National Medal of Science
For his many contributions to all aspects of nuclear physics and more recently particle physics, and for the leadership he has provided the scientific community, as an administrator of science, as a shaper of scientific thought, and as a prolific source of stimulating ideas.
VIEW STATISTICS +
BirthApril 18, 1911
Country of BirthAustria
Key ContributionsGoldhaber-Teller Model; Posited That Neutrinos Have Negative Helicity
Awarded byRonald Wilson Reagan
University of Berlin
Areas of ImpactTheory & Foundations
AffiliationsBrookhaven National Laboratory
Other PrizesEnrico Fermi Award
Maurice Goldhaber was destined for nuclear physics. The year Goldhaber was born, 1911, was also the year the atomic nucleus was discovered. His life would become intertwined with nuclear physics at a young age and the decades that followed would usher in a whole new age of understanding the world on the atomic level.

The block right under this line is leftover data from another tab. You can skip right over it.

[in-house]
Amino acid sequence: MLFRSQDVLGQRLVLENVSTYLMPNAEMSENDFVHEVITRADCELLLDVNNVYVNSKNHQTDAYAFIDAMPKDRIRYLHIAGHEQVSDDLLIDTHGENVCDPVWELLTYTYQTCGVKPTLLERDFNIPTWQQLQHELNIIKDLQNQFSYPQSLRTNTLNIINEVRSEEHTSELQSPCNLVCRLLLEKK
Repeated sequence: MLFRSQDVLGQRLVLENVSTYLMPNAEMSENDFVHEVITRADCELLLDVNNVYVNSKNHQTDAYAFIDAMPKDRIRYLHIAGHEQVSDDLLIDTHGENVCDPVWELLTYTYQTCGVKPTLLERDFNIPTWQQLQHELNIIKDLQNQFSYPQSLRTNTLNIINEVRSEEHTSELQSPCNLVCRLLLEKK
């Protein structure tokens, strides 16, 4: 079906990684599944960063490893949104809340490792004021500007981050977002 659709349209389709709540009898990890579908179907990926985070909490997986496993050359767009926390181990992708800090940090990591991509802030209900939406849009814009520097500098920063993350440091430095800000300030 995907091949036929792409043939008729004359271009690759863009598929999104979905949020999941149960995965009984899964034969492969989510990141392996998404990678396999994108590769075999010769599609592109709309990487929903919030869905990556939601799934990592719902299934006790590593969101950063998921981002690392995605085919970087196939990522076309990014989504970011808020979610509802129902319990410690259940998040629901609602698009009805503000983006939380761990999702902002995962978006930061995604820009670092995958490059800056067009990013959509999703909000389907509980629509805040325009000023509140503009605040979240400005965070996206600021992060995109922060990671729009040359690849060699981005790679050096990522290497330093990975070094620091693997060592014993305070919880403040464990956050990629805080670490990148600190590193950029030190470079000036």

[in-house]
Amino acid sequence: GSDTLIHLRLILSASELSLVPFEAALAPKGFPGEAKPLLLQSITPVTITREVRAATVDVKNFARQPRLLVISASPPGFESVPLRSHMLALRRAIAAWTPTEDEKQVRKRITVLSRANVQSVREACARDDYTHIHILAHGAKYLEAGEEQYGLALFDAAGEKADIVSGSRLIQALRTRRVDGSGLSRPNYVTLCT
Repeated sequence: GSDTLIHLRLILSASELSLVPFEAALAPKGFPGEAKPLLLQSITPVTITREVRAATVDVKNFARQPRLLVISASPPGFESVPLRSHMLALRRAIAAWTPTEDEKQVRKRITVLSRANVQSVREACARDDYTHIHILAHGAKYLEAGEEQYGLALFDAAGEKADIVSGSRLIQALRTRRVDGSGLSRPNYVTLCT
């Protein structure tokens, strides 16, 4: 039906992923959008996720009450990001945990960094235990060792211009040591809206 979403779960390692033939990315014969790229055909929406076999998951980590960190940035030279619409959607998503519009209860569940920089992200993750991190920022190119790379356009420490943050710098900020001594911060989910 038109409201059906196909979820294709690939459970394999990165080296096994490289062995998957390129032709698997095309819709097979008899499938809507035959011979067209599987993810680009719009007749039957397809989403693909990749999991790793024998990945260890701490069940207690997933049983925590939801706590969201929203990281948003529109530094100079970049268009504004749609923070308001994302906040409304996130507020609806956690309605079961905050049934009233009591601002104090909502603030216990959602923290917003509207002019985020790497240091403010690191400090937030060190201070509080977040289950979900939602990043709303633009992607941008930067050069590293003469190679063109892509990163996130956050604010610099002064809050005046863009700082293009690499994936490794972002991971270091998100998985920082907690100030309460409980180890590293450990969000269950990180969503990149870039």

Goldhaber’s observations helped create a standard model of particle physics. His other studies delved into understanding neutrinos, nuclear decay, and the effect of x-rays on a nucleus.
Later in his career, he would become a remarkable leader in both teaching and administration. While serving as director of the Brookhaven National Laboratory, three Nobel prizes would be awarded to scientists under Goldhaber’s guidance.
At the laboratory, Goldhaber was generous with his insights and tenacious in finding explanations of phenomena. His guiding philosophy was to push boundaries and back worthy projects to their completion. He diligently worked into his 90’s proclaiming to colleagues “I don’t have time to age.”
By Melissa Ayala